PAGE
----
Blood Moon: Why The Moon Turns Red During a Total Lunar Eclipse

The Moon becomes red during a total lunar eclipse because Earth’s atmosphere acts like a lens and refracts sunlight toward the Moon. It also scatters bluish components of sunlight more strongly and lets more reddish components reach the Moon.

The Moon does not become totally dark during a total lunar eclipse, and flat-Earthers use it as “evidence” the Moon is not in Earth’s shadow during a lunar eclipse. In reality, it occurs due to optical phenomena involving Earth’s atmosphere.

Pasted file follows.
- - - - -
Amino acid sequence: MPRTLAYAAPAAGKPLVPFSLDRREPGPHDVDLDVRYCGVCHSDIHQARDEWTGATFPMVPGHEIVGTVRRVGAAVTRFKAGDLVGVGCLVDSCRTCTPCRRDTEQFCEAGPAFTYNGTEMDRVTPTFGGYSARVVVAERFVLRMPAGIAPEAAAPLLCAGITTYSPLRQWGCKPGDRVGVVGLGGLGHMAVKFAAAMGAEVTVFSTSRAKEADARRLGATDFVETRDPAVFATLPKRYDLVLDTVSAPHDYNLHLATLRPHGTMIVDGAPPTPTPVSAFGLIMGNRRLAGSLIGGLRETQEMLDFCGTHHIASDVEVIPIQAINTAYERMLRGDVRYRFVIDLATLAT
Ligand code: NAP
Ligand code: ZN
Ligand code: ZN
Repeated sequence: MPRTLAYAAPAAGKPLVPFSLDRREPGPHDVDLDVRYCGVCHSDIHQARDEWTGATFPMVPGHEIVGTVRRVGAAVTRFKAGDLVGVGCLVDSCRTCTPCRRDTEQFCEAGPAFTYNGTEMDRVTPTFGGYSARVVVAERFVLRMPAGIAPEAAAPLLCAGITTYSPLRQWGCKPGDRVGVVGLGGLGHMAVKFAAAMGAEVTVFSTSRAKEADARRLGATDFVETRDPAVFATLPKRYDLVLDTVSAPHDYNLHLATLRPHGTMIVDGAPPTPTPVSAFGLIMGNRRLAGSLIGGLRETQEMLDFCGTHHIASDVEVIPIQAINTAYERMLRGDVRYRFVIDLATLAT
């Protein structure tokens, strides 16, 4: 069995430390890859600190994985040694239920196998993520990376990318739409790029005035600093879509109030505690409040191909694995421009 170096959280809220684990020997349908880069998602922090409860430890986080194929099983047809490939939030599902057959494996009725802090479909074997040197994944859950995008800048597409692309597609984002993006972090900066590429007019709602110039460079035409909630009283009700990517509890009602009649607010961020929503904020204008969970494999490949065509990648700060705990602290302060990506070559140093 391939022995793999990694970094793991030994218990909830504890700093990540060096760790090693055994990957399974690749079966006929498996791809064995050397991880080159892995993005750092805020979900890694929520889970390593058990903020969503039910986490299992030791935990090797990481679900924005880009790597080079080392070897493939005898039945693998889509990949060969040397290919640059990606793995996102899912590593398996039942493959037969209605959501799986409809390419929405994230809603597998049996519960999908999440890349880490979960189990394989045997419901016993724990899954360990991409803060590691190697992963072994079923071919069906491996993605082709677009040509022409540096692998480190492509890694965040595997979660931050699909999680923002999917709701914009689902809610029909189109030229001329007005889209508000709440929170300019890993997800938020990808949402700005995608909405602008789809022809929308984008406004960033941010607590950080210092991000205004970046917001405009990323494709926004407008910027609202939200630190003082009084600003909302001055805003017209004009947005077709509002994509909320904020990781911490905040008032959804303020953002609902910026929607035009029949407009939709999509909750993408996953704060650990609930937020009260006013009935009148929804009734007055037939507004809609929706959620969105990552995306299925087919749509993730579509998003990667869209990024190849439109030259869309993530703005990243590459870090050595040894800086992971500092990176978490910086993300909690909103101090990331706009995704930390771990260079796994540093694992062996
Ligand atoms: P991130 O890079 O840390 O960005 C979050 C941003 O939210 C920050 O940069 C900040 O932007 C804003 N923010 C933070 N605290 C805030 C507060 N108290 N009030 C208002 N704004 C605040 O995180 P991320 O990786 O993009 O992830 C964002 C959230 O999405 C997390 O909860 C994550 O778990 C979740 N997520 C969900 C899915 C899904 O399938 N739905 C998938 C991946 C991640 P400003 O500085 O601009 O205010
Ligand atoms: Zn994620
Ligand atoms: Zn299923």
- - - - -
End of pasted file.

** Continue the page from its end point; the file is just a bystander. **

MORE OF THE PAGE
Sunlight is composed of different colors. These colors can be separated by refraction through a prism, or in rainbows, for example. When sunlight enters Earth’s atmosphere, it is affected by Rayleigh scattering.  The colors near the blue end of the spectrum are scattered more strongly than colors towards the red end of the spectrum. It is why the reddish part of sunlight dominates the light that reaches the surface of the Moon. The blue components are “left behind” on Earth’s atmosphere as the glowing blue color of our sky.

The same phenomenon also causes the red-orange color when the Sun is low in the sky during sunrise and sunset.

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